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Transitioning From Undergraduate to Graduate School

Today, I am a third-year graduate student, so I cannot presume to tell you how to successfully complete a Ph.D., but I can give a little insight into the transition from undergraduate to graduate school.

As an undergraduate student at Utah State University, I felt that I had everything under control. I was successfully completing my courses, had established a local support system, and was sure that I was well on my way to becoming a research scientist. The next step was to prepare for graduate school. But at this point I realized I had run into a stumbling block: I had to find an answer to the question "What is Graduate School?" If I didn't know what to expect from the next step in higher education, how was I going to be prepared to succeed?

Unfortunately, I was the first of my family to get through college, so I was unable to look to my family for advice in the arena of higher education. I'd had limited interaction with graduate students, and therefore, was unable to get much information directly from those who would be my peers. So, I decided to do an extensive literature search, to determine which graduate programs would offer the best opportunities in the fields of computation, biology, and engineering. This search involved reading articles about research of interest being conducted at various facilities, evaluating numerous "top ten schools" lists, and flipping through tons of university catalogs. Eventually, I chose a number of programs ... a few "dream schools," and a few practical choices.

The application process for graduate school was much like that for admittance to undergraduate programs. The big difference was the interview process. For the first time in my experience, my personality was going to be a determining factor in my educational progress. I was uncomfortable with that idea at first, but the key is to be natural, while maintaining a sense of professionalism.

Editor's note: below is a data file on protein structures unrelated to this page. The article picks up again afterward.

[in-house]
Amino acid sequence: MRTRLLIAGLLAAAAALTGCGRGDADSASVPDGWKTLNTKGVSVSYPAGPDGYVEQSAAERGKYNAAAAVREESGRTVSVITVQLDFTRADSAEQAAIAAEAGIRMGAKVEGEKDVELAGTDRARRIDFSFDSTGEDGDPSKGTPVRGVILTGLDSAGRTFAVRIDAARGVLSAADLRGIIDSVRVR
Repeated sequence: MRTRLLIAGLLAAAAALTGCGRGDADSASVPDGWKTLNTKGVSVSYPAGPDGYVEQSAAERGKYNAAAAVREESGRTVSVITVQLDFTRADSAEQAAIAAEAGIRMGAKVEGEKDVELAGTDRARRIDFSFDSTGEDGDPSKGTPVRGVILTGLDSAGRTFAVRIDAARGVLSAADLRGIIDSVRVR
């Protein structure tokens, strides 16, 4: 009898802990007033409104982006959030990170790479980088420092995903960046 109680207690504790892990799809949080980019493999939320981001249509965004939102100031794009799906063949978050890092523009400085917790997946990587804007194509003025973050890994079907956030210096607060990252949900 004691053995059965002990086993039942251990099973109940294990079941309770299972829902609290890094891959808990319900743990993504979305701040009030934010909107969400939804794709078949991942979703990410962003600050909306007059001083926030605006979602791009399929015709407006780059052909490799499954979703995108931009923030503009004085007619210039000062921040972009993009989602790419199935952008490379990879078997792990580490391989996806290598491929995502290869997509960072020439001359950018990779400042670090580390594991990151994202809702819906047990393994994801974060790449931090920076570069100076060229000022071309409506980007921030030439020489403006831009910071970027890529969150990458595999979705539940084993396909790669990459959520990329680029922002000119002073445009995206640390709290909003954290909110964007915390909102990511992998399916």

I was accepted to my first choice: Baylor College of Medicine's (BCM's) Structural and Computational Biology and Molecular Biophysics (SCBMB) graduate program. Now it was time to actually make the transition!

Besides the move to a new city, there were a few adjustments that I knew I would need to make in the intervening months. The fact that I was one of the few ethnic minorities at BCM, as well as the only woman actively participating as a graduate student in my program, meant that I was unique. I was able to use this to my advantage. I was more easily recognizable to my professors, which also meant that I was held more accountable for my presence, or lack thereof, than others. This allowed me to feel more comfortable approaching professors and advisors, because they were more apt to remember who I was. By utilizing resources, including. professors, study groups, and review sessions, I was able to complete my first year of courses. I had made a successful transition from a 4-year college to graduate school!

Since then--and, in fact, throughout my 3 years of graduate training--I have picked up some useful information that has helped me adapt to the world of graduate school:

The glory of research is being the first and only person to know something at a particular point in time. The graduate student is the person who does the experiment, and therefore, is the first person to report the results. There is a certain satisfaction in knowing that newly discovered scientific facts are hinging on your experimental results.

Ph.D. training is just training. Although a few graduate students are blessed with the opportunity, skill, and luck to make phenomenal discoveries in their graduate career, the majority of us are just learning to think independently as scientists. Graduate school is an opportunity to learn how to test theory and apply technique.

The ability to network is more valuable in graduate training than could be imagined. Building a good rapport with peers, technicians, advisors, and professors is invaluable. You should never underestimate the usefulness of any connection. Your advisors are those who will help you establish collaborations with others who are well established in their field. Your peers will be the very people with whom you will collaborate in years to come. Although senior students can be helpful most of the time, technicians have been in the lab long enough to have a good idea of how things work and the most efficient way to get things done.

Learning to deal with failure is the definitive characteristic of a successful graduate student. When in the realm of research, disproving a hypothesis is just as valuable as proving one. Either way, significant information has been revealed.

And most important ...

Revisit the source of your passion. Remember the inspiration that drove you to embark on this path. As long as you continue to do what makes you happy, you will always be a success.